I want to highlight two students who have made a huge impact on me as a budding teacher:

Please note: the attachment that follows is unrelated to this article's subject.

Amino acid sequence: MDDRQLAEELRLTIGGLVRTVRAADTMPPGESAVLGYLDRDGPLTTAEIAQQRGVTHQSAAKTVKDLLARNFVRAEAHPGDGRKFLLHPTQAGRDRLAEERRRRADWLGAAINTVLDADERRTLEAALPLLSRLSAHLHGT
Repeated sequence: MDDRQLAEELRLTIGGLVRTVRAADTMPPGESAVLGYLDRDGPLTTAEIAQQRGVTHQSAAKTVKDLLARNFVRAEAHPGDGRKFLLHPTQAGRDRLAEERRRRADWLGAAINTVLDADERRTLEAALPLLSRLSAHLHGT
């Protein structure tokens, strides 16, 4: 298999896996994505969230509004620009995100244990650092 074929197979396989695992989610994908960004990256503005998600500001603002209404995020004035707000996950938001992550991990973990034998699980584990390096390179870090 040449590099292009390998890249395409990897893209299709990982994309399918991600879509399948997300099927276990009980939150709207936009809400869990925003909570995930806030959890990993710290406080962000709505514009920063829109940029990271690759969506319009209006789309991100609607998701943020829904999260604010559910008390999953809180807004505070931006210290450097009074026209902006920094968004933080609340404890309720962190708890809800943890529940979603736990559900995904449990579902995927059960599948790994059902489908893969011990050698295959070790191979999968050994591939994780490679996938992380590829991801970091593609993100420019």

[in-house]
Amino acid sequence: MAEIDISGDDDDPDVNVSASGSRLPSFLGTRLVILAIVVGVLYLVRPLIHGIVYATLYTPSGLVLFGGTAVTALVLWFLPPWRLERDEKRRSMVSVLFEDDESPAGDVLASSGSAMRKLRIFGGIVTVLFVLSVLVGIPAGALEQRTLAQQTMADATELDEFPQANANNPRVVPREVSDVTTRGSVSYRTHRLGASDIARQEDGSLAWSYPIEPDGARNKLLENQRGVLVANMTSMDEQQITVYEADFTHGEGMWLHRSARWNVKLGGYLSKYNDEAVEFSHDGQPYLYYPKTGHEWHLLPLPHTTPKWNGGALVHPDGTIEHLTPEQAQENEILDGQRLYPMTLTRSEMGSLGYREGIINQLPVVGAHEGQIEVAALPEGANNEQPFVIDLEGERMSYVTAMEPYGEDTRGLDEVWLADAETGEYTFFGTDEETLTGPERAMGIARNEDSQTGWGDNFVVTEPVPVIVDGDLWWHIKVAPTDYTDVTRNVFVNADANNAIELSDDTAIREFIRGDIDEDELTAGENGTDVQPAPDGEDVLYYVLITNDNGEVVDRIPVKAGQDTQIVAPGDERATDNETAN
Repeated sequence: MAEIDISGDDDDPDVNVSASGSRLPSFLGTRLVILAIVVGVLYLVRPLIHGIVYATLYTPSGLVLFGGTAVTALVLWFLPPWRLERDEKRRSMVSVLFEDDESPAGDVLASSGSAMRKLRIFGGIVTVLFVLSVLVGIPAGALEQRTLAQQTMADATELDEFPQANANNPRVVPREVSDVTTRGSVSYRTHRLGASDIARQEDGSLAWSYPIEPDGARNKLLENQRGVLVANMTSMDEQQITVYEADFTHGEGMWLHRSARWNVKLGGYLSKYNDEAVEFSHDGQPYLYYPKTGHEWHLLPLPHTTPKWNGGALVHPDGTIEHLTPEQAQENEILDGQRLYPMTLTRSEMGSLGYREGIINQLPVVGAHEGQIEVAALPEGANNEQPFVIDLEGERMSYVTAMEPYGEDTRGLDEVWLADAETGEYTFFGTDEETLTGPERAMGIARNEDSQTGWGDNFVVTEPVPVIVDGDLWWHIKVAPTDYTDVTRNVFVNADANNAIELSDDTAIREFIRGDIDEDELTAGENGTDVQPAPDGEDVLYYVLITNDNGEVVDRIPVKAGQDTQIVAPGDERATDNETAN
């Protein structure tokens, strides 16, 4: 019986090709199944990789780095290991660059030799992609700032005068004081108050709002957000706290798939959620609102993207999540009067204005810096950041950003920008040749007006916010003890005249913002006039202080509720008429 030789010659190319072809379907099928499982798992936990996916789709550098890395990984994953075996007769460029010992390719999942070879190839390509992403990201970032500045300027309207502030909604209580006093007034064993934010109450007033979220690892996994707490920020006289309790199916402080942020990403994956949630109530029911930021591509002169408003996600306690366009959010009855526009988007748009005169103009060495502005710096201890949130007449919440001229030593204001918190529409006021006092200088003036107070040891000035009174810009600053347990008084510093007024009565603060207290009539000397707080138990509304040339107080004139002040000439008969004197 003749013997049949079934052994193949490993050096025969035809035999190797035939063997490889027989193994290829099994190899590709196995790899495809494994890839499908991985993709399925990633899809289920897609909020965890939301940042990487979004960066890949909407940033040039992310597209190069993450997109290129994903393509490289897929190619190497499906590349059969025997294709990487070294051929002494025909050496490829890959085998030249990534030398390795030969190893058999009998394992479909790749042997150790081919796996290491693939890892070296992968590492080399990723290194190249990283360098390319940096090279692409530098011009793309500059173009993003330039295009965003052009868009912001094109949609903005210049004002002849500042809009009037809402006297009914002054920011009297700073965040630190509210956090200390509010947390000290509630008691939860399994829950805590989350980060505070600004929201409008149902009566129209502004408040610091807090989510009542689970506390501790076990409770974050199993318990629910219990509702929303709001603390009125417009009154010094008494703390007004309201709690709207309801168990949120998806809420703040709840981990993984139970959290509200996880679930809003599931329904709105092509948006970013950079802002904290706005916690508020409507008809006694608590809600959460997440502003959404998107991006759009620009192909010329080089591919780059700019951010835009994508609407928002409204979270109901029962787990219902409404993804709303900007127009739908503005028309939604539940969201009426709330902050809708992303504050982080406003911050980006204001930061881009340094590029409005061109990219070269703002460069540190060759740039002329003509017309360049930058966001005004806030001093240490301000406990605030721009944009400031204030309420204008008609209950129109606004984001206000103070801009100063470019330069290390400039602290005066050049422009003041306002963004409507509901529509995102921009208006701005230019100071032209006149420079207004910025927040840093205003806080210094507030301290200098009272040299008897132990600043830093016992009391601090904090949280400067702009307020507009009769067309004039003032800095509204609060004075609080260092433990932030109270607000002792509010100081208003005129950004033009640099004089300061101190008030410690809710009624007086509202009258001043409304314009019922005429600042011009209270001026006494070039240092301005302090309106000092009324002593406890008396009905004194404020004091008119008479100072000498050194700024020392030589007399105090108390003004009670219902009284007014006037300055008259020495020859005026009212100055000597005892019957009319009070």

Sola was in my ESL section of Practical Writing. She was considered a Long-Term ELL student. She had come to the United States when she was in elementary. She knew that she was in my class because she needed to pass that state exam to graduate. She was so close when she retook it in the spring, but she was focused to pass the upcoming retake exam in December. She was a soft-spoken student, but she took pride in her work. When she wrote something as simple as an Exit Ticket or extensive as an essay, she placed so much thought and voice in her writing. She shared with me that her biological mother was not present most of her life, but her stepmother was always there for her from a young age. Towards the end of the school year with me, she found out that her mom was hiding the fact that she had cancer. Her mother did not want to burden her children with worry, but Sola wanted to know because she just cared so much about her. Sola ended up successfully passing her English state exam, and she was able to graduate that year. As the next school year rolled around, I frequented a convenience store on my way to work every morning. At the cashier counter was always a sweet, quiet-spoken young lady. As I talked to her more and more every day, she shared with me that her sister was Sola. Sola had mentioned to me during the year that her older sister read a lot. As the new school year began, my ESL classes were reading Under the Mesquite by Guadalupe Garcia McCall. It is a written verse novel about the experience of a young girl whose family immigrated from Mexico to the Texas. In the story, the young girl finds out that her mother has cancer. The story revolves around the young protagonist discovering who she is and pursuing her dreams despite the hardships in her life. As I began reading this book with my class, I felt a need to give a copy of the novel to Sola’s sister because I knew what her family was going through because of what Sola shared with me at the end of the school year. I never shared why I shared with Sola’s sister why I gave her that book. I simply gave the book to her because Sola’s sister had said in passing that she loved to read. I even told her to share the novel with Sola, too. Sola later shared that her mom was reading the book, too.